You might want to alter your cycling style. I don't know what cadence you ride at but if it is really low and you are pushing really heavy gears this might be a reason your chains wear out quickly and why they break? If you cycle at a higher cadence then this generally creates less stress on the drive train components and your knees! Maybe you should get a cycling computer with cadence sensor to see what you are doing. Pushing heavy gears is not good for your bike or you. I think the 44T or 46T would give you the higher gearing you are seeking but still be stiff enough on your 104 BCD 4 arm crank. I feel a 48T front chain ring is too big.

Do you have a Thorn bike? Raven or Nomad or something else? You said you have the Thorn chain ring. If you have a Thorn bike then they might be able to advise of the suitability of components to achieve the gearing you want, if of course you bought the bike new from them.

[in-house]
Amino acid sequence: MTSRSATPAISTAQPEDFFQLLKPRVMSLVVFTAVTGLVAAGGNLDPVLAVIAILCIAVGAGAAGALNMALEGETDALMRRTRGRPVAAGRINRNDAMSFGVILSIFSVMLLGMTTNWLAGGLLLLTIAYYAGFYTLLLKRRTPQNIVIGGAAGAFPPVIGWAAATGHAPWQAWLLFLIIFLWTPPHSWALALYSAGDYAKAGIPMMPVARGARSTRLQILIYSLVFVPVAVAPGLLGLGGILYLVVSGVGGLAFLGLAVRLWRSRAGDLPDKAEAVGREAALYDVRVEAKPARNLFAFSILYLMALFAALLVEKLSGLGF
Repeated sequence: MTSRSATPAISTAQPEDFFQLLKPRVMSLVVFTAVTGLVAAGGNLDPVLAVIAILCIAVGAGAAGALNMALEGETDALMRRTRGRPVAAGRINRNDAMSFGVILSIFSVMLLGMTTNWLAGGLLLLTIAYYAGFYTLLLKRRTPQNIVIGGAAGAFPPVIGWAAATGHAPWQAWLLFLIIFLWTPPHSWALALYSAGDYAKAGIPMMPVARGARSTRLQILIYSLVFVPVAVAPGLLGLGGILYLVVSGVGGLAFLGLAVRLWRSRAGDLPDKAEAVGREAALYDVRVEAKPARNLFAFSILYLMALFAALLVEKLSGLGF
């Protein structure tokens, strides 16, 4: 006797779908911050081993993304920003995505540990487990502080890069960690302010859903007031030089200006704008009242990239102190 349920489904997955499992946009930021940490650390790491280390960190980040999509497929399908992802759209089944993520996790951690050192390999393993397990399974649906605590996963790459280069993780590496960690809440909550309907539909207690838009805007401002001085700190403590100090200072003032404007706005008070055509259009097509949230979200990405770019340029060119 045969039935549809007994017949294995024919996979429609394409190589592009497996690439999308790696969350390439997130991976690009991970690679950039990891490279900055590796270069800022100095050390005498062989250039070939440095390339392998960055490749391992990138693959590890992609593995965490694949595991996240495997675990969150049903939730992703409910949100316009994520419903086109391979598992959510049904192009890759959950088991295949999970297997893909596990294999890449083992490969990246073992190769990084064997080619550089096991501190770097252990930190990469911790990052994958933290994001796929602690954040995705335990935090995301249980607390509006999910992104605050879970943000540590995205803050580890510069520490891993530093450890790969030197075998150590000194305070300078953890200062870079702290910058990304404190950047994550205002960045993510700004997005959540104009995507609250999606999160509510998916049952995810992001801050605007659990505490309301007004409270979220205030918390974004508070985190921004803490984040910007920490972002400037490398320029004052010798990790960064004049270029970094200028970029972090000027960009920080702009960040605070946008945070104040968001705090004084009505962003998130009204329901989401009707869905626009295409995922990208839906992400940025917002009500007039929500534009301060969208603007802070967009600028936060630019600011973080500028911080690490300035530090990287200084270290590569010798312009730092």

For chain covers may be you could look at something else which maybe wider allowing you to use it with the Thorn chain ring such as a Pashley or a Raleigh cover or maybe go onto a few German websites as they produce a lot more very good utility bikes than we do in the UK? Just suggestions. Yes it does seem strange that the Hebie Chainglider is quite narrow. You would have thought Thorn/SJS could have got them to make a wider one given they sell quite a few Rohloff equipped bikes. But I guess the numbers that SJS sell are a small fraction compared to the huge volumes sold in the German market. I don't know if certain Ebikes, horrible things, have fully enclosed chain guards, that could possibly fit or be adapted to fit your bike? Just guessing. You might have to make compromises some where.